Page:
In a talk given in General Conference a few years ago entitled "Redemption", Elder D. Todd Christofferson gave insight to what it means to have Jesus Christ as our Redeemer. But to understand that idea, we must first understand the term "redeem".
He says, "In colonial times, labor was in great demand in America. During the 18th and early 19th centuries, potential immigrant laborers were recruited in Great Britain, Germany, and other European countries, but many who were willing to go could not afford the cost of travel. It was not uncommon for these to travel under an indenture or contract, promising to work after their arrival for a certain period of time without wages as payment for their passage. Others came with the promise that family members already in America would pay their fare upon arrival, but if that didn't happen, the newcomers were obliged to pay their own costs through indentured service. The term used to describe these indentured immigrants was 'redemptioners.' They had to redeem the cost of their passage--in a sense, purchase their freedom--by their labor."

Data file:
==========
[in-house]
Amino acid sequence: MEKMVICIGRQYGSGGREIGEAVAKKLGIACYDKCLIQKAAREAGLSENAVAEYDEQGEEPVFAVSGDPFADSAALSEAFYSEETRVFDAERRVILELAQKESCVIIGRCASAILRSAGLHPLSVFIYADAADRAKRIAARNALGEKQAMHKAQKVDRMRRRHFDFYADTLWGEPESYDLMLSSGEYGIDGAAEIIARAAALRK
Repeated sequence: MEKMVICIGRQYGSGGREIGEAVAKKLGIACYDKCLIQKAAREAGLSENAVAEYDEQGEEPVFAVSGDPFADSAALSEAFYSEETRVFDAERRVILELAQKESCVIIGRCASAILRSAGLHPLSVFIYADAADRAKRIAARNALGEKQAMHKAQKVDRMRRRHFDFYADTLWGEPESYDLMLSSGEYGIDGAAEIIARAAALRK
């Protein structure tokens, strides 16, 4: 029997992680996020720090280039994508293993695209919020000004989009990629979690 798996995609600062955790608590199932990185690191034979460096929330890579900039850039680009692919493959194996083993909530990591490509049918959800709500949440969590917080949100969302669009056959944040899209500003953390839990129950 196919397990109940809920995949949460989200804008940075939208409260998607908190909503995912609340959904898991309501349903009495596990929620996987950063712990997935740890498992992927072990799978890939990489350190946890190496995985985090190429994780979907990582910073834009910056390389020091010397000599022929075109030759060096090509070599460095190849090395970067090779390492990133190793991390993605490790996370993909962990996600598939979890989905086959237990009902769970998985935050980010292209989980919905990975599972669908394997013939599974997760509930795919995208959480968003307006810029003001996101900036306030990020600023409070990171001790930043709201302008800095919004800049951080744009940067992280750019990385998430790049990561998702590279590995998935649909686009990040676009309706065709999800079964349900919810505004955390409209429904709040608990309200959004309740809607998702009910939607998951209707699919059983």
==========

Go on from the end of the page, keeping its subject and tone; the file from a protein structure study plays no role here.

And this is where it gets good. He continues, "Among the most significant of Jesus Christ's descriptive titles is Redeemer. As indicated in my brief account of immigrant 'redemptioners,' the word redeem means to pay off an obligation or a debt. Redeem can also mean to rescue or set free as by paying a ransom. If someone commits a mistake and then corrects it or makes amends, we say he has redeemed himself. Each of these meanings suggests different facets of the great Redemption accomplished by Jesus Christ through His Atonement, which includes, in the words of the dictionary, 'to deliver from sin and its penalties, as by a sacrifice made by the sinner.'"
Because I am not perfect, through my sins and mistakes, I have incurred a debt. Justice demands that the debt be paid, but I am not able to do it on my own. Through the mercy of Jesus Christ's atoning sacrifice, I can be forgiven and my debt can be cleared. He has redeemed me, and everyone who will come to Him. He has freed me from my sins and given me another chance, and He will continue to do so, as long as I have the desire to follow Him. This gift is available to all, and this is why Easter is so special. I can be forgiven, and healed, and made new.
I watched this video with my Sunday school class yesterday. I thought it was a really good illustration of the Atonement. I think we'll watch it for Family Home Evening this week: